Greek Prime Minister Alexis Tsipras says he does not believe in a bailout offered by Euro zone leaders, but is willing to implement it. Tsipras described the deal as harsh, but said it was the only way for Greece to remain in the Euro.
The International Monetary Fund has trimmed its forecast for global economic growth for this year to take into account the impact of recent weakness in the United States. But the global financial institution said growth prospects for next year remain undimmed, despite Greece's debt crisis and recent volatility in Chinese financial markets.
The International Monetary Fund on Thursday said it seemed Greece's crisis and market volatility in China would not affect when the US Federal Reserve chooses to raise interest rates. However earlier in the week the IMF suggested United States delays raising interest rates, warning that economic growth could be significantly debilitated by a soaring greenback.
The European Central Bank capped the amount of emergency funding it is providing to the Greek banking sector at €88.6 billion on Wednesday, in a sign that the central bank is awaiting the outcome of this weekend’s crunch talks on Greece before deciding whether to extend a further financial lifeline to the indebted country.
President Barack Obama on Tuesday analyzed the Greek situation in separate telephone calls to Greek Prime Minister Alexis Tsipras and German Chancellor Angela Merkel, the White House said. Obama began his day with a phone conversation with Merkel, followed by another call to Tsipras.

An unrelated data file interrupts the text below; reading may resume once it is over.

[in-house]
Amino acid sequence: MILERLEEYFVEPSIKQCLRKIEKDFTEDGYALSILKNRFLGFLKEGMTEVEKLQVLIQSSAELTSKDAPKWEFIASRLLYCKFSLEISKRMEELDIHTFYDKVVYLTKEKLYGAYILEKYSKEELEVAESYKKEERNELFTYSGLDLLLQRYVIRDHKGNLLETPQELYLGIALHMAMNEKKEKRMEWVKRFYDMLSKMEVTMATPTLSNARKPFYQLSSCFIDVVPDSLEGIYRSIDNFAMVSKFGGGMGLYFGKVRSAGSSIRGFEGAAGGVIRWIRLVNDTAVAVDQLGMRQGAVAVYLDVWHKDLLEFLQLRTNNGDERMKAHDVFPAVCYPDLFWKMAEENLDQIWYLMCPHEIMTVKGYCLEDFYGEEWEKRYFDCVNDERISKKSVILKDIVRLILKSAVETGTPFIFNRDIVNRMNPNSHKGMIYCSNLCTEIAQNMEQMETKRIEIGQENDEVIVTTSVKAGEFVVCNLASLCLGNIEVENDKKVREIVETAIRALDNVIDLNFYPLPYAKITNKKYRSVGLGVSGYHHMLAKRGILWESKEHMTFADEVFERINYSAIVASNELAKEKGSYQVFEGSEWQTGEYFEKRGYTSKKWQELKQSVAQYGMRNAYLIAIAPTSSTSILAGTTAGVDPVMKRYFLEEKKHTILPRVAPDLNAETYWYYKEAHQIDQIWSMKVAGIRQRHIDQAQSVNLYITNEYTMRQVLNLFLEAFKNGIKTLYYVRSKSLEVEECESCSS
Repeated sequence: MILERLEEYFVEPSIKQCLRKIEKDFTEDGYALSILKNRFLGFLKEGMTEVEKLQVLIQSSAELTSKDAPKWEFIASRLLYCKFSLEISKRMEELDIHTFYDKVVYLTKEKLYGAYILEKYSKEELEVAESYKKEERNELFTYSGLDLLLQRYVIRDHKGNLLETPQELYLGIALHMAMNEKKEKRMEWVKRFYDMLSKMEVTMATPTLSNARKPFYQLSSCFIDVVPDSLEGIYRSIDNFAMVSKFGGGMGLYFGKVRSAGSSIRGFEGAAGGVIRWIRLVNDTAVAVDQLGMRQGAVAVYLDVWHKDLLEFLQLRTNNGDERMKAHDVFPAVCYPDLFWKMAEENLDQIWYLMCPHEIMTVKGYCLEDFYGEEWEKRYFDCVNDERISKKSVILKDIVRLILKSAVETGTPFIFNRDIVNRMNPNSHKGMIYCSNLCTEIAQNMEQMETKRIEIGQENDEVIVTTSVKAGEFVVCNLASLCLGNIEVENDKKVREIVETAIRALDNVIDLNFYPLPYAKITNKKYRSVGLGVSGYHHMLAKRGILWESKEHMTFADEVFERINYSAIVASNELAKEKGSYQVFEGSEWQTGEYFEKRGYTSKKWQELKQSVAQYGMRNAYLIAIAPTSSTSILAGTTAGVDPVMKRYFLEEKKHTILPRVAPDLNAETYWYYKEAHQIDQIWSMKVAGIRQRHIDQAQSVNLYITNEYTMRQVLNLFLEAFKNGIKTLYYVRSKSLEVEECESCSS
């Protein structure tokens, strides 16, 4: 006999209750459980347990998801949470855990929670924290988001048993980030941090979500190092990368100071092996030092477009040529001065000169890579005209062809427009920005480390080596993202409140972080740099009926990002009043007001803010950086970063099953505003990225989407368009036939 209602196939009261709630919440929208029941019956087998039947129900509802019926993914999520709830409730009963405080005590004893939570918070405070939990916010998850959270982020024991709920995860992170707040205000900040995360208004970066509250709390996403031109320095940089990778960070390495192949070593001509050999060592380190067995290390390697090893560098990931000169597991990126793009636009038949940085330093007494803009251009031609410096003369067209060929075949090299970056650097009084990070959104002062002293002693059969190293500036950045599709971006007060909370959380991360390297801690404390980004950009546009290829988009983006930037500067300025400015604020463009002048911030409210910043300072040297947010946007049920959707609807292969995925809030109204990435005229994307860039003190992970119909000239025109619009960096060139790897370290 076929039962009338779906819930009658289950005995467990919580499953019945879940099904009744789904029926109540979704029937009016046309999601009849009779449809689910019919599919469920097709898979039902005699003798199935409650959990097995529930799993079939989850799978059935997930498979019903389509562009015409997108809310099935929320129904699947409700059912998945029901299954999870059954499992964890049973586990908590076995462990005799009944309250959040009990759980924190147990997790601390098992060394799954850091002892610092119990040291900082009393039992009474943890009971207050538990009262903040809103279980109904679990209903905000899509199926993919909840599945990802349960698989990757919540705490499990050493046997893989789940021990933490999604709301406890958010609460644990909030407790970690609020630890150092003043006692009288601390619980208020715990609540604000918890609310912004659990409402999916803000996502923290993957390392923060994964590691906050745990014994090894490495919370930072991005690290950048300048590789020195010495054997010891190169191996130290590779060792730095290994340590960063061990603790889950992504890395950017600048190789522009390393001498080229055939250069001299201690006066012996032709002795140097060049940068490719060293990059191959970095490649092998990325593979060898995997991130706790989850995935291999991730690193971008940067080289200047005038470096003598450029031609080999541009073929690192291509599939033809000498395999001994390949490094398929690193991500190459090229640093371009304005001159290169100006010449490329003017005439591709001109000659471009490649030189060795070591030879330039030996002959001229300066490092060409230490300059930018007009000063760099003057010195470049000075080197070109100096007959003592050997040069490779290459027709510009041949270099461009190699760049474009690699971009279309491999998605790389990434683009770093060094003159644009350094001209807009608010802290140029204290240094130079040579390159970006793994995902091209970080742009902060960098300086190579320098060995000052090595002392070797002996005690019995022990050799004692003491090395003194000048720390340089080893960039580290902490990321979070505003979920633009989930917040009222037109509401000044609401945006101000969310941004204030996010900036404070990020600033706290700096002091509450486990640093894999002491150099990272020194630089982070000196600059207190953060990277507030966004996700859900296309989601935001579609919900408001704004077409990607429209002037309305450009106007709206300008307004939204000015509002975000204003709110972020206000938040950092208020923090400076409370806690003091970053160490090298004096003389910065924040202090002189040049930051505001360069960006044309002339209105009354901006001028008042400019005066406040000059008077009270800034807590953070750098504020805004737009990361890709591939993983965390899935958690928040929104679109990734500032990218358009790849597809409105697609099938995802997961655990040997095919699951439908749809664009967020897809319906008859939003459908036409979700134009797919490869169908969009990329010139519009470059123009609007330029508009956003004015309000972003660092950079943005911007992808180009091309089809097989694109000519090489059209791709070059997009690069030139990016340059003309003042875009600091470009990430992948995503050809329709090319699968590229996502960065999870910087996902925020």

France and Germany told Greece to come up with serious proposals in order to restart financial aid talks, raising pressure on Prime Minister Alexis Tsipras to compromise a day after his country voted overwhelmingly against more austerity
Euro-zone nations will hold an emergency summit on Tuesday to discuss the Greek referendum No result after the German and French leaders called for a meeting, EU president Donald Tusk said. The special meeting comes as Brussels reels with the implications of what the head of the Euro-group of finance ministers from the 19-country block, Jeroen Dijsselbloem, called a very regrettable decision.
Greece on Tuesday became the first developed country to join a roster that includes some of the world’s poorest and worst governed nations, including Iraq, Sudan, Somalia and Zimbabwe. Those are a few of the countries that have missed payments to the IMF as Greece did Tuesday, when it failed to make a loan payment of about 1.5 billion Euros, or $1.7 billion, to the fund.